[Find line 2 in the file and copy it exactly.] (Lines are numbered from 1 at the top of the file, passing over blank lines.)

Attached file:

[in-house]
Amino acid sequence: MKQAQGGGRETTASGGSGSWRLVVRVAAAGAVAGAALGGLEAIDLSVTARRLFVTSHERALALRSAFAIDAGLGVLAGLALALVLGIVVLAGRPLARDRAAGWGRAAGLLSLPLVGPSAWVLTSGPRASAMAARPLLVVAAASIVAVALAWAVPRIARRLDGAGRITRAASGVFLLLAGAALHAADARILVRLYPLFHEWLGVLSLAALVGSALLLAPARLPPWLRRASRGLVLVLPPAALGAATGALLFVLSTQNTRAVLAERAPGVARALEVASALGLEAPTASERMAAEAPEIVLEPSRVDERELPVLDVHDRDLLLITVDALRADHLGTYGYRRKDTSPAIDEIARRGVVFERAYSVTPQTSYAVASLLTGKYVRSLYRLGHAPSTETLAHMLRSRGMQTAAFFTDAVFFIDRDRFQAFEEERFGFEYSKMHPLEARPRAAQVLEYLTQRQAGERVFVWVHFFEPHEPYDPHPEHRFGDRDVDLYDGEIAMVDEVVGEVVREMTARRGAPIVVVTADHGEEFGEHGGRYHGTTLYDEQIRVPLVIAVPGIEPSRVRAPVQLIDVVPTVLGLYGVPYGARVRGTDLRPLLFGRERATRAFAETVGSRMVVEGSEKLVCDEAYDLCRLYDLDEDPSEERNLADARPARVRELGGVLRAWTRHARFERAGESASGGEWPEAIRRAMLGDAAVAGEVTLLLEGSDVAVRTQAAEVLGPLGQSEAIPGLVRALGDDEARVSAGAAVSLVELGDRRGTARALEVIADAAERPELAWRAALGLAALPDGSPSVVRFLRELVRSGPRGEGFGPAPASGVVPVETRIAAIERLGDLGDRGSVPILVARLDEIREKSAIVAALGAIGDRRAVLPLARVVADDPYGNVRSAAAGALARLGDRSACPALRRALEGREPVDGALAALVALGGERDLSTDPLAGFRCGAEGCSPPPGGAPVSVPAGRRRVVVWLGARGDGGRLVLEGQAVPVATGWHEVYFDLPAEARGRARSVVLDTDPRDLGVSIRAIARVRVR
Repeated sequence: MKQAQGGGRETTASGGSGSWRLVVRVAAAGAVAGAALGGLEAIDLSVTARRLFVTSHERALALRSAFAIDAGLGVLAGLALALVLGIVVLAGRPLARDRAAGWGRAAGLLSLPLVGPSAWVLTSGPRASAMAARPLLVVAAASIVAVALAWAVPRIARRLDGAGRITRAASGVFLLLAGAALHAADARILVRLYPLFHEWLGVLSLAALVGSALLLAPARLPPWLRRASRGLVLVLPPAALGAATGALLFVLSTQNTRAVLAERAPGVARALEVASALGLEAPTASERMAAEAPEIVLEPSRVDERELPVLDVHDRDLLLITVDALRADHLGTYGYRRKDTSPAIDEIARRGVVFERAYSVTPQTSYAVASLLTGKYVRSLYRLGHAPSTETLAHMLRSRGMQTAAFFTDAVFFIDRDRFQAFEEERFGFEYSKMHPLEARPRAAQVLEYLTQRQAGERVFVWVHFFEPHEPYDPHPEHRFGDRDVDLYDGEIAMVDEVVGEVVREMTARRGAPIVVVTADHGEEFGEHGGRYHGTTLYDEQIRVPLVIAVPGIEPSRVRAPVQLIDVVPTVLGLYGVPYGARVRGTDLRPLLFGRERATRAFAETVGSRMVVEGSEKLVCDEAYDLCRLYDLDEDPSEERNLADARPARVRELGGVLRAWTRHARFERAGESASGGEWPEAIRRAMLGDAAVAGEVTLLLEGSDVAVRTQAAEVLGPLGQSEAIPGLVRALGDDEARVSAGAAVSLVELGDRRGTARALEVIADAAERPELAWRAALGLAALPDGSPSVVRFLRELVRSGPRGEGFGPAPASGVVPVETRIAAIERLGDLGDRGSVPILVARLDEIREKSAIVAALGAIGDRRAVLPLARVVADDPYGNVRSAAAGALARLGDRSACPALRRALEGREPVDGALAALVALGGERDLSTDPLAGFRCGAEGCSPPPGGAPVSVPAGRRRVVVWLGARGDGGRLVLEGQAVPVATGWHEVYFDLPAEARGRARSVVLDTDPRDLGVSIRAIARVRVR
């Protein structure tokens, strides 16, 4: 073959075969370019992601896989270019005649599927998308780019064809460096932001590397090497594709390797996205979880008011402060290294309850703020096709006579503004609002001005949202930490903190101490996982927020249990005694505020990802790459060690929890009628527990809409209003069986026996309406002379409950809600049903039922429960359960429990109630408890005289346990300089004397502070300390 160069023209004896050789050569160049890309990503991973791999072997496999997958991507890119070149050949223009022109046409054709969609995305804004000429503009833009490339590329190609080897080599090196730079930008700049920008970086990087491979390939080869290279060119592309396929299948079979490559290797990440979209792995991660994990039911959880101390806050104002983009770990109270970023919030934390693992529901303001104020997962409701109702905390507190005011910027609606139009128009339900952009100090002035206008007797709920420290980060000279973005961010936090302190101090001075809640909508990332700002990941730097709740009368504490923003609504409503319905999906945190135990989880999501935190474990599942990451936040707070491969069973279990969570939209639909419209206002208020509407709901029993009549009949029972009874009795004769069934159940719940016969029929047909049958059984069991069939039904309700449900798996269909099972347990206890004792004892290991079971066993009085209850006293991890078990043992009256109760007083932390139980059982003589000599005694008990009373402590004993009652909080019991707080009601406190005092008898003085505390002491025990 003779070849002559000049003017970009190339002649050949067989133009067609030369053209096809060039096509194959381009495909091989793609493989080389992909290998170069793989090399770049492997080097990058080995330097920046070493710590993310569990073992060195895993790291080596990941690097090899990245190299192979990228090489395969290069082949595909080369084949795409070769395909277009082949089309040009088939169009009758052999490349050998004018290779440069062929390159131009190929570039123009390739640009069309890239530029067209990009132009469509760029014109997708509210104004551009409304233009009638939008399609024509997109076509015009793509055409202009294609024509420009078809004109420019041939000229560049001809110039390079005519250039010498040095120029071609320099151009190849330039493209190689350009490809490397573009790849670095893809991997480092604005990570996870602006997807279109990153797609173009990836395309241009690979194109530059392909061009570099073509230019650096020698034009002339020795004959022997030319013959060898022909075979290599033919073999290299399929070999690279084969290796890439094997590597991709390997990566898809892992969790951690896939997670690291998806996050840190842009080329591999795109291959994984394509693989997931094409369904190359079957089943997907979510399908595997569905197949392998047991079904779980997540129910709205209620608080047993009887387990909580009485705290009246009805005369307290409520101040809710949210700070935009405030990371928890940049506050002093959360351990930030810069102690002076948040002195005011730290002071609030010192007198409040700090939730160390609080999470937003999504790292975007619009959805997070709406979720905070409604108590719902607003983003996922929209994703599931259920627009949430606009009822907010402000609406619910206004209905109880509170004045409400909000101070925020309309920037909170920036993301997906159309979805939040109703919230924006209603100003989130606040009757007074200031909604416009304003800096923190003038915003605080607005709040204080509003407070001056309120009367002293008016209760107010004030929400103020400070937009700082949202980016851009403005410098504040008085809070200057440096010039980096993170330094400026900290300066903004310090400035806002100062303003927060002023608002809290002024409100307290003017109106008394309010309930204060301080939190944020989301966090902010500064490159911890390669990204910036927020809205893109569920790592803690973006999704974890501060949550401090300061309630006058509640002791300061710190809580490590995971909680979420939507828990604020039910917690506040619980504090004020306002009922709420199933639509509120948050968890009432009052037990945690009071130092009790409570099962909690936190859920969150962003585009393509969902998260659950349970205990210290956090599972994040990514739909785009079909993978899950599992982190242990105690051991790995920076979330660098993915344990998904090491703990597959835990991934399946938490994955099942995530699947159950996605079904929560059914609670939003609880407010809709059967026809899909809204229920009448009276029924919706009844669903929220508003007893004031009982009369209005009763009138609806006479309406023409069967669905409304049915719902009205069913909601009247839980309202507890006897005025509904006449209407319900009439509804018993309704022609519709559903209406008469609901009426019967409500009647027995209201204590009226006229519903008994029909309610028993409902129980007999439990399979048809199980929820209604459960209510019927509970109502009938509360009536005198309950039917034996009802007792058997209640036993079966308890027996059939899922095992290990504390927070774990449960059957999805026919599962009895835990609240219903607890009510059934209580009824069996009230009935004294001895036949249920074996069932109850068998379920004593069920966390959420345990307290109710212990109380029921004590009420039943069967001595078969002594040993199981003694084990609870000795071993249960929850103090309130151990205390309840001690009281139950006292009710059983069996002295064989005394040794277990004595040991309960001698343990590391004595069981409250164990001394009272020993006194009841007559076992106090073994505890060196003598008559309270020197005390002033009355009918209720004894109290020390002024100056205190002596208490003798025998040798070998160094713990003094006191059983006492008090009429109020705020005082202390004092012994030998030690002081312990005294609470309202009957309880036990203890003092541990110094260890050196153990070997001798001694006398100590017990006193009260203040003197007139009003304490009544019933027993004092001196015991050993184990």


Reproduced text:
Amino acid sequence: MKQAQGGGRETTASGGSGSWRLVVRVAAAGAVAGAALGGLEAIDLSVTARRLFVTSHERALALRSAFAIDAGLGVLAGLALALVLGIVVLAGRPLARDRAAGWGRAAGLLSLPLVGPSAWVLTSGPRASAMAARPLLVVAAASIVAVALAWAVPRIARRLDGAGRITRAASGVFLLLAGAALHAADARILVRLYPLFHEWLGVLSLAALVGSALLLAPARLPPWLRRASRGLVLVLPPAALGAATGALLFVLSTQNTRAVLAERAPGVARALEVASALGLEAPTASERMAAEAPEIVLEPSRVDERELPVLDVHDRDLLLITVDALRADHLGTYGYRRKDTSPAIDEIARRGVVFERAYSVTPQTSYAVASLLTGKYVRSLYRLGHAPSTETLAHMLRSRGMQTAAFFTDAVFFIDRDRFQAFEEERFGFEYSKMHPLEARPRAAQVLEYLTQRQAGERVFVWVHFFEPHEPYDPHPEHRFGDRDVDLYDGEIAMVDEVVGEVVREMTARRGAPIVVVTADHGEEFGEHGGRYHGTTLYDEQIRVPLVIAVPGIEPSRVRAPVQLIDVVPTVLGLYGVPYGARVRGTDLRPLLFGRERATRAFAETVGSRMVVEGSEKLVCDEAYDLCRLYDLDEDPSEERNLADARPARVRELGGVLRAWTRHARFERAGESASGGEWPEAIRRAMLGDAAVAGEVTLLLEGSDVAVRTQAAEVLGPLGQSEAIPGLVRALGDDEARVSAGAAVSLVELGDRRGTARALEVIADAAERPELAWRAALGLAALPDGSPSVVRFLRELVRSGPRGEGFGPAPASGVVPVETRIAAIERLGDLGDRGSVPILVARLDEIREKSAIVAALGAIGDRRAVLPLARVVADDPYGNVRSAAAGALARLGDRSACPALRRALEGREPVDGALAALVALGGERDLSTDPLAGFRCGAEGCSPPPGGAPVSVPAGRRRVVVWLGARGDGGRLVLEGQAVPVATGWHEVYFDLPAEARGRARSVVLDTDPRDLGVSIRAIARVRVR